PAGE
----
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Plasmids 101: Codon usage bias

Posted by Tyler Ford on Sep 27, 2018 9:09:41 AM

A similar genetic code is used by most organisms on Earth, but different organisms have different preferences for the codons they use to encode specific amino acids. This is possible because there are 4 bases (A, T, C, and G) and 3 positions in each codon. There are therefore 64 possible codons but only 20 amino acids and 3 stop codons to encode leaving 41 codons unaccounted for. The result is redundancy; multiple codons encode single amino acids. Evolutionary constraints have molded which codons are used preferentially in which organisms - organisms have codon usage bias.

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Topics: Plasmids 101

Celebrating One Million Plasmids Shared!

Posted by Jennifer Tsang on Sep 25, 2018 10:39:56 AM

Can you imagine how much space a million plasmids would fill? Two weeks ago, Addgene edged passed our one million plasmids shared milestone by ending the day with 1,000,002 plasmids shipped. Reaching one million plasmids shared might have you wondering how many plasmids leave Addgene headquarters every day. That would be an average of 673 plasmids each day. This requires tremendous coordination amongst the lab team, shipping team, and others to ensure that everything will ship out in time - from assembling the boxes, to inoculating tubes, and to packing and shipping. Every single day.

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Topics: Inside Addgene

Engaging with science and society at pgEd

Posted by Guest Blogger on Sep 20, 2018 8:17:37 AM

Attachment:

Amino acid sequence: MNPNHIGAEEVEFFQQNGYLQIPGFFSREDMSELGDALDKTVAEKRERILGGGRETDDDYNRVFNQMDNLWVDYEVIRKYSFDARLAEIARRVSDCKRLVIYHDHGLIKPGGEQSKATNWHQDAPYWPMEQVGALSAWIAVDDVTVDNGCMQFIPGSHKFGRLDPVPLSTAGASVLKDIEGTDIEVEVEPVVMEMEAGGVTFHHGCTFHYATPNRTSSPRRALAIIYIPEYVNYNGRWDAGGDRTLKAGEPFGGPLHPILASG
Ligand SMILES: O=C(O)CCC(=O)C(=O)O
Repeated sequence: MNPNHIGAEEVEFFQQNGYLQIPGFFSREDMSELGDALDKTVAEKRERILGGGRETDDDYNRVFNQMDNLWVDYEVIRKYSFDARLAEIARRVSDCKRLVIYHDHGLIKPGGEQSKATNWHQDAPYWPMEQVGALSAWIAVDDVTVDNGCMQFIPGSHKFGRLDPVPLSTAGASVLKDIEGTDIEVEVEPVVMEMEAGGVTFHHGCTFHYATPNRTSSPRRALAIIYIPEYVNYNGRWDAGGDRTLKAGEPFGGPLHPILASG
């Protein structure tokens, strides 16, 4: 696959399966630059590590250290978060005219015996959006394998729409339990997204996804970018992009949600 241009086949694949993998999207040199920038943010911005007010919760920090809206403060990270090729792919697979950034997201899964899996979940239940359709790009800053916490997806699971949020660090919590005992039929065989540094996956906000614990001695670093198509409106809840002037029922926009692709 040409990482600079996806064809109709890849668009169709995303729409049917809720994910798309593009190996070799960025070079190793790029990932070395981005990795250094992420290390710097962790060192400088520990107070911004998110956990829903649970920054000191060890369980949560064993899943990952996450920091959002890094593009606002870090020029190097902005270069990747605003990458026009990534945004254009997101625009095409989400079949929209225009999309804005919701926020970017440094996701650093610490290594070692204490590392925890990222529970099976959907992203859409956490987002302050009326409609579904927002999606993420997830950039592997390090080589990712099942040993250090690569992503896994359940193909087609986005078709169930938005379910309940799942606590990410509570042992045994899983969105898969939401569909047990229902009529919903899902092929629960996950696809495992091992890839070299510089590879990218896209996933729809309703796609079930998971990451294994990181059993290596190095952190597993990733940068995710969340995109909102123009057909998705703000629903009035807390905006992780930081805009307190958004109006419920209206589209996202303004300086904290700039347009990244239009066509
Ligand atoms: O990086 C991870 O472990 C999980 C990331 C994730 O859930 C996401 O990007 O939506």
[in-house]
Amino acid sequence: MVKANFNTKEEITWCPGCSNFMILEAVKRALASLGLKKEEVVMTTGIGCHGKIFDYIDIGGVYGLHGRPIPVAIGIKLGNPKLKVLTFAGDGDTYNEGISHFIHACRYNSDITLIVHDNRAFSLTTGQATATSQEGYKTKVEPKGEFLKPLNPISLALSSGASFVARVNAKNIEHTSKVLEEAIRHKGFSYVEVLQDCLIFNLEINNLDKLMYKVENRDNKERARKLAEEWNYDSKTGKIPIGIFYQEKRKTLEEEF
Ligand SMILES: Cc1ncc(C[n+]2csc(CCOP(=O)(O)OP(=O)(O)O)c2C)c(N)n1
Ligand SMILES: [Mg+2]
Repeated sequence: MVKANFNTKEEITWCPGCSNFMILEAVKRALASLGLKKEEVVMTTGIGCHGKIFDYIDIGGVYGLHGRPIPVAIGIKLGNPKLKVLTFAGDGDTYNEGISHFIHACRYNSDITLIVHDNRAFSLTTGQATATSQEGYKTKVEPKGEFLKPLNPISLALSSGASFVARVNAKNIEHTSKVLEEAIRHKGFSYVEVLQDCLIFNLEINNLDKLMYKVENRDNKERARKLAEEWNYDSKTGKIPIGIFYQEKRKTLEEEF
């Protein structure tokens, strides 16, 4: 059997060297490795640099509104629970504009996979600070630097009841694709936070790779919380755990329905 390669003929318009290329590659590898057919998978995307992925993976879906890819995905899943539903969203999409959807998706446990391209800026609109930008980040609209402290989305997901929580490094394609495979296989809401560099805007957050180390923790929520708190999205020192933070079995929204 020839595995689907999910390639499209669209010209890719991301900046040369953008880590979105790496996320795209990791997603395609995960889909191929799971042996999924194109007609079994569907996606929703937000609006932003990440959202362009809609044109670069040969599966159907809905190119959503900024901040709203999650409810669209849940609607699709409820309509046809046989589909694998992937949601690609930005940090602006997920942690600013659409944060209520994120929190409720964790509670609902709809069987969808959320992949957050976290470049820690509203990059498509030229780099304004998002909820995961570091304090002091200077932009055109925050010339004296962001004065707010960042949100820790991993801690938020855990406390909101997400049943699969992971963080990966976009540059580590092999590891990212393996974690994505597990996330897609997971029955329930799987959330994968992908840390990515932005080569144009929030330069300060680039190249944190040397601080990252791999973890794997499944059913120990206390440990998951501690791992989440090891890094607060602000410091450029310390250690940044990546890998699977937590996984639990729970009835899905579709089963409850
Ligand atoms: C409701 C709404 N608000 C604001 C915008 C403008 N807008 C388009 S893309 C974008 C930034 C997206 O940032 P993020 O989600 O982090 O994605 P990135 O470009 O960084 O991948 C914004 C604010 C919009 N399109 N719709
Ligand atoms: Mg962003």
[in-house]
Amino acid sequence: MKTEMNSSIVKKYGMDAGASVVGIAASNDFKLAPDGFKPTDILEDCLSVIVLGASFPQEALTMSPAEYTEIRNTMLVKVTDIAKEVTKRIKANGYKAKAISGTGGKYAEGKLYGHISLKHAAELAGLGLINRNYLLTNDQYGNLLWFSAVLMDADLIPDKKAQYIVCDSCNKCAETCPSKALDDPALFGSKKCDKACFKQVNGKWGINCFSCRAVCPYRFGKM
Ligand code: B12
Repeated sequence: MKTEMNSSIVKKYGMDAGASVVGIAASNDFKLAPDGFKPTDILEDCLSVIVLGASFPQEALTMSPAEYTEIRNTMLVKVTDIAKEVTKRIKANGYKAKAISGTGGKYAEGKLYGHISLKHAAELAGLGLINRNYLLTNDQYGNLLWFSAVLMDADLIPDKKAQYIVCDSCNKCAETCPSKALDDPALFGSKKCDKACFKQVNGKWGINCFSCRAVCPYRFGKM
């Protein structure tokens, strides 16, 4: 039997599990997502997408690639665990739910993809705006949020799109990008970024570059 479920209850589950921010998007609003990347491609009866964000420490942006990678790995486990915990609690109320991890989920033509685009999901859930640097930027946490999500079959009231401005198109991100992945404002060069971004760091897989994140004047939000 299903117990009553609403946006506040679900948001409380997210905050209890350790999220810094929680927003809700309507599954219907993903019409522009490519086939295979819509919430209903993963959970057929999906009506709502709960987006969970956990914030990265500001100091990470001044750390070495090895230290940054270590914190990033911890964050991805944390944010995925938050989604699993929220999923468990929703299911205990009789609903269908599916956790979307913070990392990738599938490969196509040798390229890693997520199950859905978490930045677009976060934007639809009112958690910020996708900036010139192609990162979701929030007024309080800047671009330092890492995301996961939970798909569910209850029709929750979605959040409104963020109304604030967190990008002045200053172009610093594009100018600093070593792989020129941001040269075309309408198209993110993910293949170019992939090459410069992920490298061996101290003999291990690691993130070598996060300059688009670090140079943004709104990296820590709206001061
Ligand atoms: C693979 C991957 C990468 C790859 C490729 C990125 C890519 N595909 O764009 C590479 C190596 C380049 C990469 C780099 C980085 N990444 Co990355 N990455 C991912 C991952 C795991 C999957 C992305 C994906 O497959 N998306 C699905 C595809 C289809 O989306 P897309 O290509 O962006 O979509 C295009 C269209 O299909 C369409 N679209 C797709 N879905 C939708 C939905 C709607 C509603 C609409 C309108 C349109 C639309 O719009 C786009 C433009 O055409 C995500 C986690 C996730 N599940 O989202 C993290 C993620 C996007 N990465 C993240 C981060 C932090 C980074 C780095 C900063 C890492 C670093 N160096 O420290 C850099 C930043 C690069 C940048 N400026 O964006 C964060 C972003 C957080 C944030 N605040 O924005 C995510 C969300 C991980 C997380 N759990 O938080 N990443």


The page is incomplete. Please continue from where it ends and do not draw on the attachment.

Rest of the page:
This guest post was contributed by Johnny Kung, Director of New Initiatives for the Personal Genetics Education Project (pgEd).

Advances in genetic technologies and other biomedical innovations promise an improved understanding of how our bodies work, new treatments for debilitating diseases, and maybe even ways to alleviate health disparities. But as the science moves forward at a blistering pace, it is becoming ever more urgent for scientists to engage broadly with diverse communities, to raise awareness about where science is and where it is going, and to thoughtfully address the hopes and concerns of these communities. This kind of engagement and two-way dialogue is crucial if we as a society are to figure out the best way to shepherd technologies through thorny ethical issues, ensure that everyone will have the possibility of benefiting from the fruits of scientific research, and prevent technological advances from exacerbating existing inequalities and injustices.

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Topics: Career, Science Communication

Hot Plasmids September 2018 - Optogenetics, RNA Localization, Fluorescent Protein, and Base-editing Tools

Posted by Various Addgenies on Sep 18, 2018 9:33:20 AM

Every few months we highlight a subset of the new plasmids in the repository through our hot plasmids articles. These articles provide brief summaries of recent plasmid deposits and we hope they'll make it easier for you to find and use the plasmids you need. If you'd ever like to write about a recent plasmid deposit please sign up here.

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Topics: Hot Plasmids

Controlling for Off-target Effects with a New Genome-wide CRISPR Screen Design

Posted by Beth Kenkel on Sep 13, 2018 9:55:58 AM

Genome-wide CRISPR/Cas9 screens are a high-throughput systematic approach for identifying genes involved in a biological process. These screens provide an alternative to genome-wide RNAi screens, which although highly effective, are affected by low on-target efficacy, non-specific toxicity, and off-target effects. The flaws of RNAi screens are well characterized and strategies exist to control for these faults. However, it’s still unclear if similar pitfalls exist for CRISPR screens and how best to design these screens to controls for flaws. Recently the Bassik Lab at Stanford developed a new genome-wide CRISPR knockout screen to analyze the following unanswered questions about CRISPR screen design.

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Topics: CRISPR

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